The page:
6) In what ways is this column a departure from the one it replaced ("Spirituality, Sufism, & Starbucks")? And you also have a Sex in the City-esque column for Miss Muslim titled "From Plaid to Prada" that predates both columns. How do and did you see these columns speaking to the wholeness of you and your story?
Great question! My SSS column geared towards Sufism and when I wanted to reveal more of my personal mysticism, which is balanced between what is commonly thought of as traditional Islamic Esotericism and Unitarian Kemeticism, I had to tread lightly because I was writing under the banner of Sufism. I didn’t want my deep spiritualism to be misrepresented. My Plaid to Prada column is not a nod to Sex and the City. For one, there’s no Sex! And second, my dating experience in California is really a revelation about my own spirituality. True, I expose my rollercoaster ride with dating but what is more important is my spiritual journey I took and I’m still taking. I’m a Midwestern. first generation American and Muslim woman. While I was raised in a progressive house, I moved to California as a conservative Muslim. Thankfully, I’ve maintained what is important to me, in relation to boundaries with men, but I realized the conservatism I boxed myself in, was only crushing my soul. As I evolved and got in touch with my essence, I am not as stubborn or judgmental as before. For example, within the first series of P2P, I talked about an ex who wanted to take a road trip from Los Angeles to San Francisco. I called my parents to ask permission. Their response was heart warming. But goodness, I am a grown woman and I would ask permission to take a road trip with a guy I was dating. That’s how conservative I was! Thankfully, I’ve chilled out over the years and what I look for in a partner [now] is very different from 7 years ago. Additionally, my dating life is seriously comical! For example, 6 years ago, while on a date at a guy’s house I accidentally walked into his BDSM room and literally thought it was a torture room. My naïve Midwestern self thought this guy secretly housed women, against their will, and tortured them. Not only did I realize I watched way too much Investigate Discovery, but I was gravely naïve. Overall, my independence and experience dating in California was what pushed me to emerge in my spirituality. I wouldn’t have been able to evolve or get in touch with myself, if it weren’t for my love life. Funny, I sought love and in turn received a love affair back to God.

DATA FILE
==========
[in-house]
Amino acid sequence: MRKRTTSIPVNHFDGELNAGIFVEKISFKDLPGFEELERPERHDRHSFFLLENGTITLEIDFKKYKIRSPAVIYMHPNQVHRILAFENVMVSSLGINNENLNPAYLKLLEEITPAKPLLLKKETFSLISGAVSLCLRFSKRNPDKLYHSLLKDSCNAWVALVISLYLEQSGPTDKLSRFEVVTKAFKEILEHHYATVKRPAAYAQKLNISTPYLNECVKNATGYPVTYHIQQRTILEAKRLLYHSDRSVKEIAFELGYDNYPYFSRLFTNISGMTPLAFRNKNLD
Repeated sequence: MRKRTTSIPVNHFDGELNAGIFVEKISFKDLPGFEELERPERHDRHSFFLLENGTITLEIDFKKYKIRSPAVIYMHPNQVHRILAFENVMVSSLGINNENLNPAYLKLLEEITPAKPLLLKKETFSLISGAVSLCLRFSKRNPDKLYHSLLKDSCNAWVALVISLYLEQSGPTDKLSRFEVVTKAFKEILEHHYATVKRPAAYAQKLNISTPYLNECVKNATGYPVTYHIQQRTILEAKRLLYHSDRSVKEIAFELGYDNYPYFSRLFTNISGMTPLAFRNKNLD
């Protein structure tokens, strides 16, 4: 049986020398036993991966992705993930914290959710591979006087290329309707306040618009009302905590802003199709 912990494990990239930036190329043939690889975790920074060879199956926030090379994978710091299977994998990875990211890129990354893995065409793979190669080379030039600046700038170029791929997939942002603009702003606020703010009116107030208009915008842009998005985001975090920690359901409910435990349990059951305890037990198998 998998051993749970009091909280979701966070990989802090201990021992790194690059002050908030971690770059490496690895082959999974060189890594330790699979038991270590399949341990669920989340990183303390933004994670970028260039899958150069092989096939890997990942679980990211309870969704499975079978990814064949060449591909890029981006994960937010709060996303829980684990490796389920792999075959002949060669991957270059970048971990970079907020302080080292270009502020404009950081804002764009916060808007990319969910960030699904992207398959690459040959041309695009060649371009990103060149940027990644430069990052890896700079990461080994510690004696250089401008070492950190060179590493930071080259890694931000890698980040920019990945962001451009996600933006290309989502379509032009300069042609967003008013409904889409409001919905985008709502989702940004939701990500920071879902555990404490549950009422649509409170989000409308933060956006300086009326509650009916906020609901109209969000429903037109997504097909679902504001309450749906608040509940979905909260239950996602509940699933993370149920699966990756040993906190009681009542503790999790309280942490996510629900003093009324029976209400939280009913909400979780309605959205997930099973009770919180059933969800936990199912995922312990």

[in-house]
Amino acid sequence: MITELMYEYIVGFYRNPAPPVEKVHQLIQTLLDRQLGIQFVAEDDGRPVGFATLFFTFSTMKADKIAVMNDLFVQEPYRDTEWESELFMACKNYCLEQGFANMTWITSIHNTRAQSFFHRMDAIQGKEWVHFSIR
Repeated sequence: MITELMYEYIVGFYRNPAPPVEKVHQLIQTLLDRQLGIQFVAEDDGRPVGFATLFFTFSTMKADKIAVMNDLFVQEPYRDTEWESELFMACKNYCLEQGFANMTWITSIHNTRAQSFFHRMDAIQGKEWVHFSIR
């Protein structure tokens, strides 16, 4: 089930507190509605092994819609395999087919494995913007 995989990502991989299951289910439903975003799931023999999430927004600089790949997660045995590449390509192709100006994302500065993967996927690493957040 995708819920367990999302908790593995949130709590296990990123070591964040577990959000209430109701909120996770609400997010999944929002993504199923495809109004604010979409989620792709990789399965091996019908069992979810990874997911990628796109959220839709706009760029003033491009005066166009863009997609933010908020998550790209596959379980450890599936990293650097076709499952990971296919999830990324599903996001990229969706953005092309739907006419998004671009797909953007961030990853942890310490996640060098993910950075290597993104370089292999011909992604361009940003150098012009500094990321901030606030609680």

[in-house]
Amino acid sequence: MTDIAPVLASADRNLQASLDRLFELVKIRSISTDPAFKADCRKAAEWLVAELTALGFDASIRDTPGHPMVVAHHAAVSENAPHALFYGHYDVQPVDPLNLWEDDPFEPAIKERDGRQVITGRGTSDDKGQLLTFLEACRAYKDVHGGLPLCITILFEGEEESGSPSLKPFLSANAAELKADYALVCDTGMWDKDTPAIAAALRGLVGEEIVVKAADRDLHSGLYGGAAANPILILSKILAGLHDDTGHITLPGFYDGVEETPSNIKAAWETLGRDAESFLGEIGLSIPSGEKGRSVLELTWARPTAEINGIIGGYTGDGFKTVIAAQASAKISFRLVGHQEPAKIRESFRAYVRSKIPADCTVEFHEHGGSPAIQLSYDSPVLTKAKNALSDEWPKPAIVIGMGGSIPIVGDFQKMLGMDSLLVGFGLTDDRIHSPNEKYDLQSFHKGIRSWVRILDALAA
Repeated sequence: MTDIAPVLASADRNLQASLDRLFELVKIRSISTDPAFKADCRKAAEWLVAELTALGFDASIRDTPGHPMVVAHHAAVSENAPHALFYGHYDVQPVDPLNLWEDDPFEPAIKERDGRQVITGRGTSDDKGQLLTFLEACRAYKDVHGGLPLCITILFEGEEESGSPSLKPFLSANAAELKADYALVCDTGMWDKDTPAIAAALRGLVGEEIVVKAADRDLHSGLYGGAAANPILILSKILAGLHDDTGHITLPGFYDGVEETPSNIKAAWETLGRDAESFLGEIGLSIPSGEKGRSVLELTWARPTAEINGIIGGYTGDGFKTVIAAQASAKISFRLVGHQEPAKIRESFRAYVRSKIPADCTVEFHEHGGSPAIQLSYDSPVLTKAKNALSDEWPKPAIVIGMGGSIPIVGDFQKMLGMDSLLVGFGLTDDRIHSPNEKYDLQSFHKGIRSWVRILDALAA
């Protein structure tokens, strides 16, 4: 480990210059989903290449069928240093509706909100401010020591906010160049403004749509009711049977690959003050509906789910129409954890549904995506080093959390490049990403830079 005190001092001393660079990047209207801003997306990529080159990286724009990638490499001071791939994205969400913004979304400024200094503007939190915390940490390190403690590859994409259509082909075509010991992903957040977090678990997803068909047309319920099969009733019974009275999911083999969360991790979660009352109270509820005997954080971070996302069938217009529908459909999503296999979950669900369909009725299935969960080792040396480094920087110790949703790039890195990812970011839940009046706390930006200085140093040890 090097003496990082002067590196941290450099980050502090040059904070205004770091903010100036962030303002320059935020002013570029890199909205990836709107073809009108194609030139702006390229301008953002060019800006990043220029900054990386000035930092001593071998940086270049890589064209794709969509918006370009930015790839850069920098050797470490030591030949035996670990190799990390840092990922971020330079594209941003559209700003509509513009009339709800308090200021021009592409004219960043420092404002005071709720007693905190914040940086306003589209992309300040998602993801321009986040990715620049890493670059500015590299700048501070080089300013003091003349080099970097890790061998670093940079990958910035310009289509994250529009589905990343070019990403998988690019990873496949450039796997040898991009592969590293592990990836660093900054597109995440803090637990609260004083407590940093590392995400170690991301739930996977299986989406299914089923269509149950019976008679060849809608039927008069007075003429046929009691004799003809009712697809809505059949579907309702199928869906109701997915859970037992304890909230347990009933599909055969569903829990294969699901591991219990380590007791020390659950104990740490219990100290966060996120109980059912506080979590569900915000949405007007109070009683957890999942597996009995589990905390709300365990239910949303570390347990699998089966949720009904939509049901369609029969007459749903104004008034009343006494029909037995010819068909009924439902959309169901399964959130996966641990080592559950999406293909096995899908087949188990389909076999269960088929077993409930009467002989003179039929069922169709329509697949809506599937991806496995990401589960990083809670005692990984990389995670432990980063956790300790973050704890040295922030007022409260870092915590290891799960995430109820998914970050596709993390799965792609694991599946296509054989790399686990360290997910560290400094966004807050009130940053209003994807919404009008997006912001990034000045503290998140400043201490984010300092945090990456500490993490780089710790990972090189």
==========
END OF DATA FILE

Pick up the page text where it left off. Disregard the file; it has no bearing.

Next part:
7) Can you explain to readers the role of divine femininity in this moment? How can it be cultivated, preserved and elevated--especially within the current climate of a patriarchy running on the fuel of masculine dominance?